Mikitani is driving all Rakuten operations globally to work entirely in English – even at home in Japan. Now, a global English speaking culture is not surprising in many of the large global corporates, headquartered in the US, but Rakuten is Japanese owned and managed. So this is a big deal that has attracted criticism and scorn from some of Mikitani’s peers among Japanese business leaders. His response is to say ‘English is not an advantage anymore – it is a requirement.’ He believes the friction in doing business between different Rakuten offices around the world is so reduced that it makes the policy the right one – even at the cost of not promoting non-English speaking corporate staff.

Acquisition

Readers may have barely heard of Rakuten, but you may well know some of the names it has acquired in its rapid global expansion. Mikitani seems bent on globalising his business and dominating online retailing. And one of Rakuten’s five principles for success is ‘Speed!! Speed!! Speed!!’ The double exclamation marks are theirs, not mine.

Empowerment

Mikitani has a real sense of mission about his desire to allow businesses to trade in the way they choose, rather than creating a corporate template for everyone to conform to. His Business-to-Business-to-Consumer (B2B2C) model pre-dates Amazon’s use of its marketplace and FBA trading, and sticks resolutely to his original vision of boutique trading.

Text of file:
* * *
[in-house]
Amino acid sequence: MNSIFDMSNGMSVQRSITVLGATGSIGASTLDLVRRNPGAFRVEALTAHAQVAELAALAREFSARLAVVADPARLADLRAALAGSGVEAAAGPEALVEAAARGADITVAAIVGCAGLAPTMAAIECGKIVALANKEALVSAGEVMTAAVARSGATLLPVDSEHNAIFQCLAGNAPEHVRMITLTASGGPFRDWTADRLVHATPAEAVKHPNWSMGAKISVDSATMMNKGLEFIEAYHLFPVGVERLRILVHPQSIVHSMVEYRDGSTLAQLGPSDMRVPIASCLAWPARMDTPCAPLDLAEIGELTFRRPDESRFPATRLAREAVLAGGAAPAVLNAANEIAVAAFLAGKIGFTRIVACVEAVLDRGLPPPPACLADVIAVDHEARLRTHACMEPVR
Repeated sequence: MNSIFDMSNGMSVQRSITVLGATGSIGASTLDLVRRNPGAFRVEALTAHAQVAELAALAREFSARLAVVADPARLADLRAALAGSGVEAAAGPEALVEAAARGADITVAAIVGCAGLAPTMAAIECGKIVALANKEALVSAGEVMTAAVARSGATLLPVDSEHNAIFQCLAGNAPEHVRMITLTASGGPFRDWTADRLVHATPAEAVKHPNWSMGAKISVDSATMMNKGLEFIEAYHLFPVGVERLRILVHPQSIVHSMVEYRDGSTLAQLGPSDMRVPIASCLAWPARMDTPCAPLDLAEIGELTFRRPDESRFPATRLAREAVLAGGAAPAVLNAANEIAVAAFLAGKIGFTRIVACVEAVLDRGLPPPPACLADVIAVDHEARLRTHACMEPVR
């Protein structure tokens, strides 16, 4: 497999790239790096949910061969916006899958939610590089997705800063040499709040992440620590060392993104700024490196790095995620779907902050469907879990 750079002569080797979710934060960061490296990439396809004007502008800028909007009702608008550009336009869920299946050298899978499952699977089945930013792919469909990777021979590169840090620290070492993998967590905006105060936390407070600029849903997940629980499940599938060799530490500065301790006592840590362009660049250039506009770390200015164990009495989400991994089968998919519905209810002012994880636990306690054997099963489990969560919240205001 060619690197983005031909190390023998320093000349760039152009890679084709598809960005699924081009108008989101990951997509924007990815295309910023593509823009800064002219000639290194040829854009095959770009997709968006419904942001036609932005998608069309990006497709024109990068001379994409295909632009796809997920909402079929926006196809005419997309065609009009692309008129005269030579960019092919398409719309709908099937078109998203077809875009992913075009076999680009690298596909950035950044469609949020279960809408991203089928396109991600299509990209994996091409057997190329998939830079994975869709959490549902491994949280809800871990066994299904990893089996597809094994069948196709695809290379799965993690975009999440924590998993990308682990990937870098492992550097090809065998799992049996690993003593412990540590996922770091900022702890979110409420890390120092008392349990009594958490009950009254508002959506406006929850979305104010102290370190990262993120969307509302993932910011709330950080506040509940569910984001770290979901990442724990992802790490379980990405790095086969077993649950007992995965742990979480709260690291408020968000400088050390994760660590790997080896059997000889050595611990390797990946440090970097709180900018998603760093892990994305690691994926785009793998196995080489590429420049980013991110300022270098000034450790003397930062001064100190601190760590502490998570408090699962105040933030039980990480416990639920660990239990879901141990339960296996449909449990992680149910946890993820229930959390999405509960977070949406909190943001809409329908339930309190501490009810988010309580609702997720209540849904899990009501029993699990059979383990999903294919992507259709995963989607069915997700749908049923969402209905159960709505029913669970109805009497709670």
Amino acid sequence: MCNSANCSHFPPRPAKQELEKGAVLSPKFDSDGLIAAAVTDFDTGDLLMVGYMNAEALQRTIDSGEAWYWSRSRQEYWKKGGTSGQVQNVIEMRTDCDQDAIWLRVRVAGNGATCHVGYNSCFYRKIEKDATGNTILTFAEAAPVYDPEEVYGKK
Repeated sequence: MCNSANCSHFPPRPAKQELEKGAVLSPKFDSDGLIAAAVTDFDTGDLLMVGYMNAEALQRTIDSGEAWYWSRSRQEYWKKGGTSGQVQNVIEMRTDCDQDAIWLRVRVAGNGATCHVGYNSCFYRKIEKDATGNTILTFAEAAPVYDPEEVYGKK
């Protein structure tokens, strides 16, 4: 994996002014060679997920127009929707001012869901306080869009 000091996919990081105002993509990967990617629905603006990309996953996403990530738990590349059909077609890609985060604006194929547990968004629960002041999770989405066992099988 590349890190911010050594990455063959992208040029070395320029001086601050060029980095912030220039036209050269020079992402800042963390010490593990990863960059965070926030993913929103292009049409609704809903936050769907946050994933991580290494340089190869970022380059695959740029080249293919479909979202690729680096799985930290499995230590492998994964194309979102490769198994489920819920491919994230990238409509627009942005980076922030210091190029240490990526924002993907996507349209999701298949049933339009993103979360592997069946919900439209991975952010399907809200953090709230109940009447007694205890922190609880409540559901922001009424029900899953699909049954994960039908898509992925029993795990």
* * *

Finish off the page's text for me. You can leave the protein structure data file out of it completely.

The Web as the Bazaar

Perhaps the strongest indication of Mikitani’s commitment to global web commerce is the announcement, in March 2015, that Rakuten will soon accept Bitcoin across all of its global marketplaces. This involves a massive investment in Bitnet, a startup payment system that Rakuten will start by integrating into its U.S. marketplace to allow customers to pay in Bitcoins.

In his own words